“Butch, Bernie,” Coach Dan calls to us. “Why’d you take your jackets off?”
I can see Butch is just as confused as I am, so I let him speak for us. “Aren’t we done?”
“We’re here another hour or so, for sabre and epee. Keep practicing, with Kassie.” I suddenly notice Kassie still has her fencing jacket on, still has foil in her right hand, mask in left. Butch looks at me, like all of a sudden I’m his guardian or something.
I shake my head. “No. I don’t feel like practicing.”
Coach Dan looks up at the ceiling, in exaggerated confusion, then glares at me. “I don’t — recall — asking if you felt like practicing. I seem to remember” — he looks up at the ceiling again, taps his chin with the index finger of his right hand — “yes, I told you to practice.” He points to the sack of jackets. “Suit up — now.”
By now Double-J’s picked out his jacket fromthe sack, has walked over just in time to catch the end of our discussion. “Problems, Coach?”
Coach Dan shakes his head. Double-J turns from him, faces me, raises his black eyebrows. “Coach Dan wants you to practice. It’s not like you to disobey your coach, Biscuit.”
Biscuit. That’s Double-J’s nickname for me. Get it, Bernie Scott, B-Scott, Biscuit. Guy should get his own morning radio show.
“I’m just — ” I don’t want to continue.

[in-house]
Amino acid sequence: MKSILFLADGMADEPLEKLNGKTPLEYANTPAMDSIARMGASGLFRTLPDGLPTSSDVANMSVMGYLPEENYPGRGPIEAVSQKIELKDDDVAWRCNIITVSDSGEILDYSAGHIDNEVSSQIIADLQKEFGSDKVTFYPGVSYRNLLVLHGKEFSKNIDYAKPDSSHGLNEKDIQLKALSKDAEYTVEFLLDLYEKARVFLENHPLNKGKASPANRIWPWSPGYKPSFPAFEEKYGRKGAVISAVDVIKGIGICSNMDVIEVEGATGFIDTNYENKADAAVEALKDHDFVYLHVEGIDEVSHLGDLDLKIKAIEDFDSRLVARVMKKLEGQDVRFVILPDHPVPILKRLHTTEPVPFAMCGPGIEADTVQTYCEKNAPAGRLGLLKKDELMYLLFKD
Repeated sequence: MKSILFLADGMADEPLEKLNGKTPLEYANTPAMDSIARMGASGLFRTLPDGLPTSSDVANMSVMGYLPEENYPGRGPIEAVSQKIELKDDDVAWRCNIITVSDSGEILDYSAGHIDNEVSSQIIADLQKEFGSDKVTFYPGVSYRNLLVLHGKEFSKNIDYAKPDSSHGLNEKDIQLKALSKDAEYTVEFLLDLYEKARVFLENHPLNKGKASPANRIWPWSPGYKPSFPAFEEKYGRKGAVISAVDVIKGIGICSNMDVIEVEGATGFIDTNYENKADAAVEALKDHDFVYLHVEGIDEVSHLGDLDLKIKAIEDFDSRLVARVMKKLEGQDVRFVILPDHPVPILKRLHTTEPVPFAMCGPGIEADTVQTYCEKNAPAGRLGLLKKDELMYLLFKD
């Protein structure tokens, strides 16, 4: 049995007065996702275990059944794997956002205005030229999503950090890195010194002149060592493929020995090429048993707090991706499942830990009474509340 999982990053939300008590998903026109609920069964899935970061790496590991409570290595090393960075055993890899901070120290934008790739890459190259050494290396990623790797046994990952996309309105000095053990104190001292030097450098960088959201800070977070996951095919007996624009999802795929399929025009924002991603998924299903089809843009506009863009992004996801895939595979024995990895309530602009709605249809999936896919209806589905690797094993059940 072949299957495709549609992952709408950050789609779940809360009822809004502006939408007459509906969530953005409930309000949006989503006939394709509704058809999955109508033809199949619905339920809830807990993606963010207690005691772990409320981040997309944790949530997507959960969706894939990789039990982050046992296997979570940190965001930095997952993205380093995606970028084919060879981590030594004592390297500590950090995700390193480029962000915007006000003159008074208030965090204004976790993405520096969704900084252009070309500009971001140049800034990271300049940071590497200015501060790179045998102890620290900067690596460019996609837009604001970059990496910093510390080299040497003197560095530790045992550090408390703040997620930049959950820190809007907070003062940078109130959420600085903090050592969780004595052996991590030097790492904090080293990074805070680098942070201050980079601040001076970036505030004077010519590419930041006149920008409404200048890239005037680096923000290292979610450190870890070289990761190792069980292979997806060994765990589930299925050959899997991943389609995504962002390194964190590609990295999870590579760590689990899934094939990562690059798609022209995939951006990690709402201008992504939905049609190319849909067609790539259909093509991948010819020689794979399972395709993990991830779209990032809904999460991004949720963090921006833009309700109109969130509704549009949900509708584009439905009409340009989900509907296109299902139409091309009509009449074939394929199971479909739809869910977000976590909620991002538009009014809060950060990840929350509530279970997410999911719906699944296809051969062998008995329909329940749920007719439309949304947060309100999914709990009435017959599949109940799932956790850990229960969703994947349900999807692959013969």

“What?” Double-J asks, a sarcastic smile on his face. Annie steps into the circle, asks “What’s going on?” Rex comes up behind her.
Great. I’ve got the entire Bark Bay fencing team looking at me, waiting for me to finish my sentence. Do I tell them what’s on my mind? That I want to get as far away from this noisy, dark field house? That I’m sick of the Academy, of being patronized by these stuck-up jerks? That I not only don’t feel like practicing fencing, I don’t want anything to do with fencing at all, want to get as far away from this tournament as possible, don’t feel like ever being in another tournament in my life, I just want to be done, end this, leave me alone.
But I know how petulant, how idiotic that would sound. And I remember what my father told me once, “better to say nothing and let people think you’re a fool, than open your mouth and prove it.” That’s his approach to life, don’t take chances. That probably explains why he’s been a successful accountant, if also why he’s still in Bark Bay.
“I’m tired,” I finally say. A lie, but a safe one, I think.